From Mammy to Welfare Queen: Images of Black Women in Public-Policy Formation

  • Emilie M. Townes
Part of the Black Religion/Womanist Thought/Social Justice book series


White supremacist ideology in the United States depends on creating and maintaining a nonhuman status for Black and other darker-skinned peoples. We may think of White supremacists as long gone, merely a dark part of the American past, but the fundamental belief of this ideology, that non-Whites are lesser breeds, still exerts a strong influence on how we think of ourselves and each other and the decisions we make as a society. One way to trace the continuing impact of the slaveholding White supremacist ideology is to see how its racial and sexual stereotypes affect our public-policy decisions. This ideology includes stereotypical images of Black womanhood: we are all familiar with the Mammy who loves her White master’s children as though they were her own, the Black Matriarch who rules her home and her neighborhood yet cannot keep a husband and thus cannot raise her children right, and the Welfare Queen who lives in luxury thanks to the hard work of the taxpayer. The negativity of these images, particularly those of the Black Matriarch and the Welfare Queen, allows us to assume the worst about Black women (and all Black folk). We then go on to develop welfare policies based on these imaginary characters’ personal failings—policies that affect not only poor people of all colors, but all of us. In forming these policies, we rarely question the justice of the structures in which we all exist and the economic, moral, political, and social impact these structures have on our lives.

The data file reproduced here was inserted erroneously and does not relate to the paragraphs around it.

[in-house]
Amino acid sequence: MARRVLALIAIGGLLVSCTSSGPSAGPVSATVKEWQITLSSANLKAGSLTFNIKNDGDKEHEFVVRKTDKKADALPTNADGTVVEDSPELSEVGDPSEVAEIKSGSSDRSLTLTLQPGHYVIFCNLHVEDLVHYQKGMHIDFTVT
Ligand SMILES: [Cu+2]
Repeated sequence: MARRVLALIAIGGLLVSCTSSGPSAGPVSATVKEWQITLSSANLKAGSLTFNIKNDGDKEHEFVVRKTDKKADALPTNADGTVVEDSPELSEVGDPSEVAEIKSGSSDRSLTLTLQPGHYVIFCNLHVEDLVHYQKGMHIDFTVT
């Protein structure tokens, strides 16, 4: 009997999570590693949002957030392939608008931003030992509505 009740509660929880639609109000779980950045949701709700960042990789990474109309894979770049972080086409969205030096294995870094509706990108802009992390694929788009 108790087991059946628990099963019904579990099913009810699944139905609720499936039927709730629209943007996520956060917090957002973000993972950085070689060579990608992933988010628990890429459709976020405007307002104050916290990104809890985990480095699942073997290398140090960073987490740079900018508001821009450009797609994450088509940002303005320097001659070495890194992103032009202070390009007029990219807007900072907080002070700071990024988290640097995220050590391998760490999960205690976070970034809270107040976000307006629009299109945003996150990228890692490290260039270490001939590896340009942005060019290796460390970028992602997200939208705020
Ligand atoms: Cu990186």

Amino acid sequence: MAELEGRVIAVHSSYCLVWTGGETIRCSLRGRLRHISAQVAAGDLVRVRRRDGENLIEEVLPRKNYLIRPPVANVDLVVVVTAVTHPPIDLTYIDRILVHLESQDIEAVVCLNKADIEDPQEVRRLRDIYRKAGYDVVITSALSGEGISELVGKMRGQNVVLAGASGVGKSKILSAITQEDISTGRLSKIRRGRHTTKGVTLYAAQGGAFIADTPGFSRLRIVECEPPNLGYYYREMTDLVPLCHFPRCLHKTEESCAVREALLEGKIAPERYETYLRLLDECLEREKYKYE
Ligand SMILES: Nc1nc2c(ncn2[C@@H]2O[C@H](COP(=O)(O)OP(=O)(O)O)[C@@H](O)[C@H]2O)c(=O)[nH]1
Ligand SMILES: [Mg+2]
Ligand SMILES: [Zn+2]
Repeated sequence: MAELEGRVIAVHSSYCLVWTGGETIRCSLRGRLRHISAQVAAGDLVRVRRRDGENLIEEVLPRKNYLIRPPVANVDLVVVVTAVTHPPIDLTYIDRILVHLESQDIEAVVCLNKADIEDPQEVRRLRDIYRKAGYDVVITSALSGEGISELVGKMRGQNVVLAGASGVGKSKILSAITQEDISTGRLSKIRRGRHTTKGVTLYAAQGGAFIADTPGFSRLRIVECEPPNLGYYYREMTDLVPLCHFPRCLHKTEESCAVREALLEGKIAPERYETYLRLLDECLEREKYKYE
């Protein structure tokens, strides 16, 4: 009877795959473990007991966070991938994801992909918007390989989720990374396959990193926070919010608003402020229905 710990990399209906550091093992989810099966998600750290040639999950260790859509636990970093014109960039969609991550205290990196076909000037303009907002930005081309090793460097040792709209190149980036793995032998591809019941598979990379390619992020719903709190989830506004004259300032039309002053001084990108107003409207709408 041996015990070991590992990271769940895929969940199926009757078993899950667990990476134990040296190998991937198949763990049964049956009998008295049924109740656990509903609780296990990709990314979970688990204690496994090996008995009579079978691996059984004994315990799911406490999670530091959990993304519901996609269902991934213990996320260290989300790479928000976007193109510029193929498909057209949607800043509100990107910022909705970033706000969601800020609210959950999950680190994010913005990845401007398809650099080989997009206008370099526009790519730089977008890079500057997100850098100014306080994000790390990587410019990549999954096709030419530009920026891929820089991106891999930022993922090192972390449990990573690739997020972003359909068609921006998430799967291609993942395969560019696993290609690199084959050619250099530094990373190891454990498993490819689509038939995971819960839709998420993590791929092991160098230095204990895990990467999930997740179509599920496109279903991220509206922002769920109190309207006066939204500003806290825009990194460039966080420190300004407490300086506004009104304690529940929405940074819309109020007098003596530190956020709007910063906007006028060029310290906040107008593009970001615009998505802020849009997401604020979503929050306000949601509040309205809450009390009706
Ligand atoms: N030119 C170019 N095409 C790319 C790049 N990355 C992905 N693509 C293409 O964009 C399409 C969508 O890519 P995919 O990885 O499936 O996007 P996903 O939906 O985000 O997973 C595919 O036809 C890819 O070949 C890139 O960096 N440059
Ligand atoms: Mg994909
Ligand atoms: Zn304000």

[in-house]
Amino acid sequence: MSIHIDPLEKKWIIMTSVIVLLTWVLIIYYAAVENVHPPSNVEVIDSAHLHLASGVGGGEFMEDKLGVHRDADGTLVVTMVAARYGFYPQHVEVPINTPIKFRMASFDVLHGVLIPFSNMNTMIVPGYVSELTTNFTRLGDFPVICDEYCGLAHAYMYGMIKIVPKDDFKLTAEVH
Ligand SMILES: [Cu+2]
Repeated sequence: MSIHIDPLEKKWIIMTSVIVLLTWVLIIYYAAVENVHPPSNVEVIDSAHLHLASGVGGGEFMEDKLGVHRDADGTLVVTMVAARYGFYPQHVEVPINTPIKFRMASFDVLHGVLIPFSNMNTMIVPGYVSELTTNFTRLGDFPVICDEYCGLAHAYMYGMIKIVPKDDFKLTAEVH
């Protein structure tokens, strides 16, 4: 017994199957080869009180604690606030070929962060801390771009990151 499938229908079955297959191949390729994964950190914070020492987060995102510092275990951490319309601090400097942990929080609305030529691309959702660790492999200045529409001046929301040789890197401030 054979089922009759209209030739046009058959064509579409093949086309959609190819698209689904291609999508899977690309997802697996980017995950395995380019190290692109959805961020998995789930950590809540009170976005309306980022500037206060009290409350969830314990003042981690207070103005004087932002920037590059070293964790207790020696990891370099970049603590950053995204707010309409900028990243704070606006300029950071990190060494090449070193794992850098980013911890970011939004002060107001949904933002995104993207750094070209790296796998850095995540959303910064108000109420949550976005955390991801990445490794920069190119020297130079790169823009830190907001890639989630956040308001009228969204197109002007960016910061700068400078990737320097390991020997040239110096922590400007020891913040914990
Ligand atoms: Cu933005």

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Copyright information

© Bernadette J. Brooten 2010

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  • Emilie M. Townes

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